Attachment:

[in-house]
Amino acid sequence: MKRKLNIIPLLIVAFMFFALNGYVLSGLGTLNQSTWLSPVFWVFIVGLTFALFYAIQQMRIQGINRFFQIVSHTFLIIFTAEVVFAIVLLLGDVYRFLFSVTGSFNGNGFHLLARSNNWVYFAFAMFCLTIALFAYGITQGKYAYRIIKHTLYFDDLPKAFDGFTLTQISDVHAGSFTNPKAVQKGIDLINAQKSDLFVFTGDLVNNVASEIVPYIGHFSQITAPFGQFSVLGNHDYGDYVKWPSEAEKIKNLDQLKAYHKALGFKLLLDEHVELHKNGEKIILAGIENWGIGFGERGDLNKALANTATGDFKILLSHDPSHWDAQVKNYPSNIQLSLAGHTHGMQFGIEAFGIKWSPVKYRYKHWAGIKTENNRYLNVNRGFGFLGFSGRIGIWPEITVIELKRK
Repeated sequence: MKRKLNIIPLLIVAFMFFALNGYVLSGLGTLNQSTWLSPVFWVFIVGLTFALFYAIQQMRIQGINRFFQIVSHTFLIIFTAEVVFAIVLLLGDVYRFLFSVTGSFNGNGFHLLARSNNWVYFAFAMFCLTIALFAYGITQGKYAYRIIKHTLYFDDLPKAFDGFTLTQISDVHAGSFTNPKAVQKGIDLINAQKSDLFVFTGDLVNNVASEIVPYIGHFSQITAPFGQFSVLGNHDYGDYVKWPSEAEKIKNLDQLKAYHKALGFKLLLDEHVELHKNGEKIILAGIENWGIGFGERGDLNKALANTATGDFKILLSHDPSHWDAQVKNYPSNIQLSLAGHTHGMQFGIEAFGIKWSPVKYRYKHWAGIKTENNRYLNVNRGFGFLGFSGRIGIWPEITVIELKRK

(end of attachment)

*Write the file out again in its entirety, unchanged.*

[in-house]
Amino acid sequence: MKRKLNIIPLLIVAFMFFALNGYVLSGLGTLNQSTWLSPVFWVFIVGLTFALFYAIQQMRIQGINRFFQIVSHTFLIIFTAEVVFAIVLLLGDVYRFLFSVTGSFNGNGFHLLARSNNWVYFAFAMFCLTIALFAYGITQGKYAYRIIKHTLYFDDLPKAFDGFTLTQISDVHAGSFTNPKAVQKGIDLINAQKSDLFVFTGDLVNNVASEIVPYIGHFSQITAPFGQFSVLGNHDYGDYVKWPSEAEKIKNLDQLKAYHKALGFKLLLDEHVELHKNGEKIILAGIENWGIGFGERGDLNKALANTATGDFKILLSHDPSHWDAQVKNYPSNIQLSLAGHTHGMQFGIEAFGIKWSPVKYRYKHWAGIKTENNRYLNVNRGFGFLGFSGRIGIWPEITVIELKRK
Repeated sequence: MKRKLNIIPLLIVAFMFFALNGYVLSGLGTLNQSTWLSPVFWVFIVGLTFALFYAIQQMRIQGINRFFQIVSHTFLIIFTAEVVFAIVLLLGDVYRFLFSVTGSFNGNGFHLLARSNNWVYFAFAMFCLTIALFAYGITQGKYAYRIIKHTLYFDDLPKAFDGFTLTQISDVHAGSFTNPKAVQKGIDLINAQKSDLFVFTGDLVNNVASEIVPYIGHFSQITAPFGQFSVLGNHDYGDYVKWPSEAEKIKNLDQLKAYHKALGFKLLLDEHVELHKNGEKIILAGIENWGIGFGERGDLNKALANTATGDFKILLSHDPSHWDAQVKNYPSNIQLSLAGHTHGMQFGIEAFGIKWSPVKYRYKHWAGIKTENNRYLNVNRGFGFLGFSGRIGIWPEITVIELKRK